CRAWFORD | Duke defense dragging, Louisville offense rising as m - WDRB 41 Louisville News

CRAWFORD | Duke defense dragging, Louisville offense rising as meeting approaches

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LOUISVILLE, Ky. (WDRB) — If you had rolled the trip odometer on the 2014-15 college basketball season back to zero at the start of conference play, you'd see some interesting things heading into Saturday's matchup between the No. 4-ranked Duke basketball team and No. 6 Louisville.

If you count only ACC games, Duke is the top offensive team in the league (76.8 points per game). That much you might expect. You wouldn't expect that the Blue Devils rank dead last in field goal percentage defense (47.9 percent) or 12th in scoring defense (76 points per game).

Nor might you expect the Cardinals, who have been offensively challenged all season, to rank fourth in the league in scoring at 73 points per game, sixth in field goal percentage (44.8) and third in free-throw percentage (72.3). U of L's defense, a lock-down unit for most of the season, has slipped a touch, giving up 65.8 points per game, while still ranking a respectable fifth in opponent field-goal percentage at 40.9 in four league games.

Mike Krzyzewski's Blue Devils were the crash that no one could turn away from Tuesday night, falling at home by 16 points to a Miami team that runs some of the the same high ball screen action that U of L has worked for the past four seasons.

Krzyzewski said his defense has been “non-existent” in back-to-back losses to N.C. State and Miami, and said his team's confidence has been lacking since Christmas.

“In the ACC, if you take Jah's stats out (Jahlil Okafor) we're probably shooting about 37 percent, and you can't win doing that, and the free-throws,” he said. “We're just not as confident as we have been. And I think that's part of being young.”

When you lose back-to-back games by 18 and 16, everything gets questioned, and Krzyzewski didn't have a whole bunch of answers after the game

“I just have felt since Christmas that there's something missing with our group, and I've said it,” Krzyzewski said. “ . . . When you're still winning, you don't necessarily believe it, completely. But I've felt it since Christmas, and I haven't been able to figure it out, or figure out how to change it. We're all on the same page now, after two losses, and getting our butts beat. . . . In some respects, some of that's good. None of my teams have won here without losing. You just can't lose that much. The taste of losing has to be distasteful, then you try to figure out how not to have that taste. And if you become really good, then you've got it. And that's what I'm going to try to do with this group.”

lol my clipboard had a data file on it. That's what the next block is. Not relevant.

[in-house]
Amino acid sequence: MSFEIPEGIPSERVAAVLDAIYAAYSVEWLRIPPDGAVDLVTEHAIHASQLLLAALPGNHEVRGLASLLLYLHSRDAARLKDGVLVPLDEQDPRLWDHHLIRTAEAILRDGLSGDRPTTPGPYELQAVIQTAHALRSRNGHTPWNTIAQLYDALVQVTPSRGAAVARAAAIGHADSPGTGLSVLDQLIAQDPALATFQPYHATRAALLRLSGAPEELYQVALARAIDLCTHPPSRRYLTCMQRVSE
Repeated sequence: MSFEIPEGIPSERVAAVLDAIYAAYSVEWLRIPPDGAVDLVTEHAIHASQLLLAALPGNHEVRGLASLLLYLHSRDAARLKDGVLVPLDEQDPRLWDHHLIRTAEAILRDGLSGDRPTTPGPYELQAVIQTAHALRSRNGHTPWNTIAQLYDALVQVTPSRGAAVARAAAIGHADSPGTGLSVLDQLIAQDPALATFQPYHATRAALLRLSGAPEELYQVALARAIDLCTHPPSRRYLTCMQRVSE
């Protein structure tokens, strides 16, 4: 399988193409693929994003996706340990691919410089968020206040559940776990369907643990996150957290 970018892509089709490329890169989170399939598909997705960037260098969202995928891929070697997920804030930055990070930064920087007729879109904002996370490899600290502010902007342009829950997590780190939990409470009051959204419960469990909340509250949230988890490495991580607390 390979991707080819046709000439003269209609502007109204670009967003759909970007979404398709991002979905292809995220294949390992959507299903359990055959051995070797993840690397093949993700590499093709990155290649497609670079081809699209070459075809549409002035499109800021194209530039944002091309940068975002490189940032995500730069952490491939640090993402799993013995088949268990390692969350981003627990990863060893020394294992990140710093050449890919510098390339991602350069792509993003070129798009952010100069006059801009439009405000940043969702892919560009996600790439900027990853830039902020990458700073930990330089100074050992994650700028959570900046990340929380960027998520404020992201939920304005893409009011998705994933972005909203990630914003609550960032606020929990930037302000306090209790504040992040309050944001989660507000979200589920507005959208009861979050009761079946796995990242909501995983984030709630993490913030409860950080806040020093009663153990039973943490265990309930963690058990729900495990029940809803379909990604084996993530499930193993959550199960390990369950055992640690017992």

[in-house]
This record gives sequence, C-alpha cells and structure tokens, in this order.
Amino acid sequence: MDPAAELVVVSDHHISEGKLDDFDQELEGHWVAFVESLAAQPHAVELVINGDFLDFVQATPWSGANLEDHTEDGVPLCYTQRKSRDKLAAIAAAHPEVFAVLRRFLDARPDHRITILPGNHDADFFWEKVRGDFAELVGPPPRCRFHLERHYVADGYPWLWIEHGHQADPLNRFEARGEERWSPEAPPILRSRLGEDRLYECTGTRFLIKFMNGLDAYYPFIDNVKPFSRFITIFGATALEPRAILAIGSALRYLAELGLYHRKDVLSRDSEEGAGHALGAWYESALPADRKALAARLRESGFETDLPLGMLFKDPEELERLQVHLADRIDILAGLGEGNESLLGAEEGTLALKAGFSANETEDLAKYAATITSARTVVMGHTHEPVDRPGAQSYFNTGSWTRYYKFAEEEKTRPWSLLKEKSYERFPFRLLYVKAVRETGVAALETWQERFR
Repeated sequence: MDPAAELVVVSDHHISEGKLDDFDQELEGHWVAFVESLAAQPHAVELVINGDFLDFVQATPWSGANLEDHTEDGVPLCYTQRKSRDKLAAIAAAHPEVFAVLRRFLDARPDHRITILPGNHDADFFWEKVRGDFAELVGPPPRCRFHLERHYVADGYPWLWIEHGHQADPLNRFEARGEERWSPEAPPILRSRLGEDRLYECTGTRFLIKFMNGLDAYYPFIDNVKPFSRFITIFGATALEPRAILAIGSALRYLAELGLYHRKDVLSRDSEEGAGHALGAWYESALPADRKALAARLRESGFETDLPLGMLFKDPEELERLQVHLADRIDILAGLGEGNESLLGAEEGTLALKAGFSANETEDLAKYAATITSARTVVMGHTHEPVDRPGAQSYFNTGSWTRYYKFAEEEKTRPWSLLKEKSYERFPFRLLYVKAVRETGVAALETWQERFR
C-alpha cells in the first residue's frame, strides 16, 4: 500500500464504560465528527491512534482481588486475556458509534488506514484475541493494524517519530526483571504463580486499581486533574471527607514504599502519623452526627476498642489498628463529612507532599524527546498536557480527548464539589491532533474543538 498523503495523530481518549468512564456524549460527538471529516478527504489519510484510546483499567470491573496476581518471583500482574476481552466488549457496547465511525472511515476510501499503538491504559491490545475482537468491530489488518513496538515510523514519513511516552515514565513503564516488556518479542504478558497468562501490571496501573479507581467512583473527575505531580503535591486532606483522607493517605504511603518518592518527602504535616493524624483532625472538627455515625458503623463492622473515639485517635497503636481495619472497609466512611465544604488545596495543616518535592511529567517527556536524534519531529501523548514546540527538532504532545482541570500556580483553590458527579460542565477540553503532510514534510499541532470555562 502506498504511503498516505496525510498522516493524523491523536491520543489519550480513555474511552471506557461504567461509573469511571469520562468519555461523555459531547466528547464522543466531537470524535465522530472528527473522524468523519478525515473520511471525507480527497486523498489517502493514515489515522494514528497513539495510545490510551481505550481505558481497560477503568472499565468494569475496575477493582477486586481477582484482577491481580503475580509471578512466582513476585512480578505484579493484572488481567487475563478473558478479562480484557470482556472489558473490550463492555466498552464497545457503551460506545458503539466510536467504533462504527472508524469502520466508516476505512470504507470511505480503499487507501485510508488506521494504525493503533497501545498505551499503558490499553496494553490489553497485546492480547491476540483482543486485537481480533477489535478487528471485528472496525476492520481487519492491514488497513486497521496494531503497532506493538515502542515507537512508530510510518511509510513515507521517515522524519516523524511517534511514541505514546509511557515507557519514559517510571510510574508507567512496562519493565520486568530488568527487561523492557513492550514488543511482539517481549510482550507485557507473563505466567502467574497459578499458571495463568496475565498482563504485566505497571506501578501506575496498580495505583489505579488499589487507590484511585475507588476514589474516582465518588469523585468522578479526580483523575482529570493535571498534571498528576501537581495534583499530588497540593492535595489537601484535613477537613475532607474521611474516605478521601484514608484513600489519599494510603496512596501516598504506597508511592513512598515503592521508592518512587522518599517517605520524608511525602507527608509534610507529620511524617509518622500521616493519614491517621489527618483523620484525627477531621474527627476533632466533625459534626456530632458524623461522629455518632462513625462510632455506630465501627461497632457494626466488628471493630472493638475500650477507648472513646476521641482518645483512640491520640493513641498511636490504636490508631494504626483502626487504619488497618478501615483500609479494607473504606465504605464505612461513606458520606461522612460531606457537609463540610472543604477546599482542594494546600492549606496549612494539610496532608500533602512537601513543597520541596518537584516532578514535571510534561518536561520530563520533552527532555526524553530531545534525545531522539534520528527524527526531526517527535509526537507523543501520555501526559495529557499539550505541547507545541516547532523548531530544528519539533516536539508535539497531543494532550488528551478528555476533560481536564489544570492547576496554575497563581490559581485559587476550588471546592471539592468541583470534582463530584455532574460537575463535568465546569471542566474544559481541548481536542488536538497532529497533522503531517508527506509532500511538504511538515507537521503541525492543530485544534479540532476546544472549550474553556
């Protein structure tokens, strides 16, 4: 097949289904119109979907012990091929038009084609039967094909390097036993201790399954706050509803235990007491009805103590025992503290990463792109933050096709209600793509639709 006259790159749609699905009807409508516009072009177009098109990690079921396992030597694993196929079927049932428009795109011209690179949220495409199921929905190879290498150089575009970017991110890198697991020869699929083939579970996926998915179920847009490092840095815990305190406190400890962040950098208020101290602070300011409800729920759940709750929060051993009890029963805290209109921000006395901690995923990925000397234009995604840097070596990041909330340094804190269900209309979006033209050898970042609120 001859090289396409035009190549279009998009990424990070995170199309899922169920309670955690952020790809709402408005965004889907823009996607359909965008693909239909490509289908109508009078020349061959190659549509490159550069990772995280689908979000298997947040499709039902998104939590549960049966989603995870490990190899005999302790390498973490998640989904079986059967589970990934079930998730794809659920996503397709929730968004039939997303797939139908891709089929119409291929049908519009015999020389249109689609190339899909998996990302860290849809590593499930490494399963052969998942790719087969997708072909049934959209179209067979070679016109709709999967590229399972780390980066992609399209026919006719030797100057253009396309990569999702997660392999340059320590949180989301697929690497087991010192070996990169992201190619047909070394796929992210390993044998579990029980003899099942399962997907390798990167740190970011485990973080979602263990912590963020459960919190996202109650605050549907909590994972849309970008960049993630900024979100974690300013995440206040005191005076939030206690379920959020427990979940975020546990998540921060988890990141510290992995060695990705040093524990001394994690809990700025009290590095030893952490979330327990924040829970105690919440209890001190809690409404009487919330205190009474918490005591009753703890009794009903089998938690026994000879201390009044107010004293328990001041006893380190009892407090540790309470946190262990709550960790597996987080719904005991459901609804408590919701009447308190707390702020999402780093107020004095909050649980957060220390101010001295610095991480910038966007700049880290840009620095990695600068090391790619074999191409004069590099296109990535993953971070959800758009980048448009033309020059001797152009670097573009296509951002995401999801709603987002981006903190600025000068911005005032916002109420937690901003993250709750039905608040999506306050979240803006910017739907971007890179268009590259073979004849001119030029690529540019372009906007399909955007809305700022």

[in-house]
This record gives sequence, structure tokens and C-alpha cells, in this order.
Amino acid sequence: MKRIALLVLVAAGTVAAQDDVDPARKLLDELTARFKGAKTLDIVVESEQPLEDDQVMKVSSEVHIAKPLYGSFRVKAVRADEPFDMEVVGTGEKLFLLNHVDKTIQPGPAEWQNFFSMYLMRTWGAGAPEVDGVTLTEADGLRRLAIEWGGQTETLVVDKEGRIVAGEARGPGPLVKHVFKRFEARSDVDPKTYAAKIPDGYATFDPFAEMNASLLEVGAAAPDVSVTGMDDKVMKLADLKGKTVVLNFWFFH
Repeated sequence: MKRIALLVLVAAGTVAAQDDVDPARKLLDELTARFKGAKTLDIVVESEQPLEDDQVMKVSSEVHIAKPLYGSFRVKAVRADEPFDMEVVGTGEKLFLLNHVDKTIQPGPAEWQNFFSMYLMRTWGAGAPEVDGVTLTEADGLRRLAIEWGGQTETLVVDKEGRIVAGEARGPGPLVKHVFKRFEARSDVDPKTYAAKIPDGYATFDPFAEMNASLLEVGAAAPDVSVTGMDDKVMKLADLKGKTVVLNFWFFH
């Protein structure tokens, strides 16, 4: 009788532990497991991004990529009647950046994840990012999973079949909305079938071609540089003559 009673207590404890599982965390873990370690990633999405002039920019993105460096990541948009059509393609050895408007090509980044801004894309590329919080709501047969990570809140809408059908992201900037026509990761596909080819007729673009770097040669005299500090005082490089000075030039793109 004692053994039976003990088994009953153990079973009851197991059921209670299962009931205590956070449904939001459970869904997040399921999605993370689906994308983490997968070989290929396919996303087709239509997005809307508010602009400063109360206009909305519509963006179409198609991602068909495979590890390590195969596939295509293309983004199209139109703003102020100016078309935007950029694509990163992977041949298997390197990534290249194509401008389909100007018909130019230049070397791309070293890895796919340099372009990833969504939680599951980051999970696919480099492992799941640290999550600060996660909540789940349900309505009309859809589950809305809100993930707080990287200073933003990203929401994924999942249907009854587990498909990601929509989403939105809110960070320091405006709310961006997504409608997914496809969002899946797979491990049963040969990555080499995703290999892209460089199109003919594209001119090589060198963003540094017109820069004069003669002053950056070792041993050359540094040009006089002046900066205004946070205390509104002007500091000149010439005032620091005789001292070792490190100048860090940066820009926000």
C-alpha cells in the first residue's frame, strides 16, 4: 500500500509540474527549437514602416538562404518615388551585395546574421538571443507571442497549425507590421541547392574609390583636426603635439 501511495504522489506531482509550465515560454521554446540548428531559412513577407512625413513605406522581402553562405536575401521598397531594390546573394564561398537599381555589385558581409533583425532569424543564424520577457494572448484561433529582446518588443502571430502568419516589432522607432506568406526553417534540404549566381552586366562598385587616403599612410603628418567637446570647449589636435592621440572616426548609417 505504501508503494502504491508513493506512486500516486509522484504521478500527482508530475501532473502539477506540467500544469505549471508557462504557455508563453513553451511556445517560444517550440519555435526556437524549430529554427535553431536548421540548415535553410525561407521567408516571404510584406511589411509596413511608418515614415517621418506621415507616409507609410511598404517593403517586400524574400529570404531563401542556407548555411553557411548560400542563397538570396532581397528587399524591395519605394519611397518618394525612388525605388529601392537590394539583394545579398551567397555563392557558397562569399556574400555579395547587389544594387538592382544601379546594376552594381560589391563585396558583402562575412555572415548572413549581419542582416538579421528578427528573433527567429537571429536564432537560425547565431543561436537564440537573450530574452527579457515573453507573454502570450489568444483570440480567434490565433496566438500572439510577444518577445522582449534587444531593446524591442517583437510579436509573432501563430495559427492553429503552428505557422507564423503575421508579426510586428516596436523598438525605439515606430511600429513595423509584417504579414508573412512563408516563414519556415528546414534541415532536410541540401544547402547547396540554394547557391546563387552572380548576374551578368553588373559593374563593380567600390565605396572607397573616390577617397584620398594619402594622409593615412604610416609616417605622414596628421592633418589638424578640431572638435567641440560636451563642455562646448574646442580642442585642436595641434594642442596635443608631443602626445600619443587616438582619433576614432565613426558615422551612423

The big problem at present, Krzyzewski said, is that offensive woes are leading to lapses in other areas of the game. And that is a function of youth.

“The first thing is for all of us to accept full responsibility for what we're doing,” he said. “And we do. Coaching staff, players, we're all responsible for it. And then you try to figure it out. I don't know that answer right now. But I love my team. I believe in my team. I'm disappointed with how we've played in conference, and we're going to try to do all that we can to change that.”

Duke was still on the court when U of L coach Rick Pitino spoke to the media after his team's win over Virginia Tech on Tuesday. But don't expect his tenor to change after the Blue Devils' loss.

He has to prepare for Duke at its best. The Blue Devils haven't lost three straight games since March of 2007, and no one discounts the talent of this team, which features nine McDonald's All-Americans. 

“Duke's got a lot of great weapons that make it very difficult to guard,” Pitino said. “If you trap the post, which most teams are doing, (Okafor) is very good at finding them. They're very good off the bounce, what they run is fundamentally sound, they take advantage of their spacing, their shooting, their driving. So it'll be a very tough game for us. . . . Okafor is a big-time basketball player because he's just as good mentally as he is physically.”

Okafor has struggled a bit defensively, particularly in help situations and defending ball screens, but Pitino knows all too well that talented players can right themselves quickly.

He has to look no farther than his own backcourt, where Chris Jones went from being benched to becoming one of the top guards in the ACC.

Look at those same ACC-only stats and Jones ranks ninth in scoring at 16.8 points per game, first in assists at seven per contests, second in steals at 2.5 per game, ninth in field-goal percentage (49 percent) and eighth in free-throw percentage (80 percent).

But it's in the post that the game could be won or lost for Louisville. Someone is going to have to figure out a way to pose an obstacle for Okafor. Freshman Chinanu Onuaku is the leading candidate, but he's been inconsistent. Most likely, it'll have to be a group effort.

Krzyzewski is just worried about getting his team right. For a game that could've been his 1,000th career victory, he'll be happy with just getting one.

“I've never felt we were a great team,” he said. “I've felt we're a really good group, working our butts off and winning some big games, but we're not that team yet. But maybe through the adversity we've had and maybe will have, we'll be afforded the opportunity to become that.”

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